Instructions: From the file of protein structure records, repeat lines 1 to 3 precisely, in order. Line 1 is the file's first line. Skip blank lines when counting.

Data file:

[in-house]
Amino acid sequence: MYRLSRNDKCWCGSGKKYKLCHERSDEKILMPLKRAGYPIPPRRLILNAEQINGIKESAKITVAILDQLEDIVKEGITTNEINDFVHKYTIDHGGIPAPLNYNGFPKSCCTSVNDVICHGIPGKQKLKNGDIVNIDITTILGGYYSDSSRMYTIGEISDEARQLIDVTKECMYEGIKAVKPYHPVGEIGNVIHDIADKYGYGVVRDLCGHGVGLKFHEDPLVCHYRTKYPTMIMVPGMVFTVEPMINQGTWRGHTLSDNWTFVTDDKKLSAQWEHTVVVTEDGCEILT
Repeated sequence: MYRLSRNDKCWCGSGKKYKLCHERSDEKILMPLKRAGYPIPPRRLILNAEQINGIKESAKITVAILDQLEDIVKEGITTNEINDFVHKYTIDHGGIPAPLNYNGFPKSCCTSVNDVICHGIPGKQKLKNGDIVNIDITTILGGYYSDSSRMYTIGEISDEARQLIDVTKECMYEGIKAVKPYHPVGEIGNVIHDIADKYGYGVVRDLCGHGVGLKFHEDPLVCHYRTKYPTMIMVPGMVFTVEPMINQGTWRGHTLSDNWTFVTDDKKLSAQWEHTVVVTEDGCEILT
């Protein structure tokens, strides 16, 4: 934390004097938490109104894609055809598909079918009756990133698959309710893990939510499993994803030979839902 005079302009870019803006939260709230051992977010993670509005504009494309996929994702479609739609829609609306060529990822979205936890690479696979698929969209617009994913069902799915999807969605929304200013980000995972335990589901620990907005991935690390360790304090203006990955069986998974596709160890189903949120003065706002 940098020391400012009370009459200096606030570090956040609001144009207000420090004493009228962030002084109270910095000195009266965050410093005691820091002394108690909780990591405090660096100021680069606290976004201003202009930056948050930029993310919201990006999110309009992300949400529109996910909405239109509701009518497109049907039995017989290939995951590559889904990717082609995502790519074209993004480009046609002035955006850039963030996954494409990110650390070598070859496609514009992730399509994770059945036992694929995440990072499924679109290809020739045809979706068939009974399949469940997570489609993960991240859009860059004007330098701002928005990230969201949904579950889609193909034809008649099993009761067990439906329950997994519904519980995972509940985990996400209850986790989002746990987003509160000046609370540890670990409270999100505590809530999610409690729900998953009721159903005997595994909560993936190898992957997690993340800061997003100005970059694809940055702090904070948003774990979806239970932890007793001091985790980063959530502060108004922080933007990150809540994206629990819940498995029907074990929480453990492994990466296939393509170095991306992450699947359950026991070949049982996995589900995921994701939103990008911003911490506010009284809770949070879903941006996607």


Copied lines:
[in-house]
Amino acid sequence: MYRLSRNDKCWCGSGKKYKLCHERSDEKILMPLKRAGYPIPPRRLILNAEQINGIKESAKITVAILDQLEDIVKEGITTNEINDFVHKYTIDHGGIPAPLNYNGFPKSCCTSVNDVICHGIPGKQKLKNGDIVNIDITTILGGYYSDSSRMYTIGEISDEARQLIDVTKECMYEGIKAVKPYHPVGEIGNVIHDIADKYGYGVVRDLCGHGVGLKFHEDPLVCHYRTKYPTMIMVPGMVFTVEPMINQGTWRGHTLSDNWTFVTDDKKLSAQWEHTVVVTEDGCEILT
Repeated sequence: MYRLSRNDKCWCGSGKKYKLCHERSDEKILMPLKRAGYPIPPRRLILNAEQINGIKESAKITVAILDQLEDIVKEGITTNEINDFVHKYTIDHGGIPAPLNYNGFPKSCCTSVNDVICHGIPGKQKLKNGDIVNIDITTILGGYYSDSSRMYTIGEISDEARQLIDVTKECMYEGIKAVKPYHPVGEIGNVIHDIADKYGYGVVRDLCGHGVGLKFHEDPLVCHYRTKYPTMIMVPGMVFTVEPMINQGTWRGHTLSDNWTFVTDDKKLSAQWEHTVVVTEDGCEILT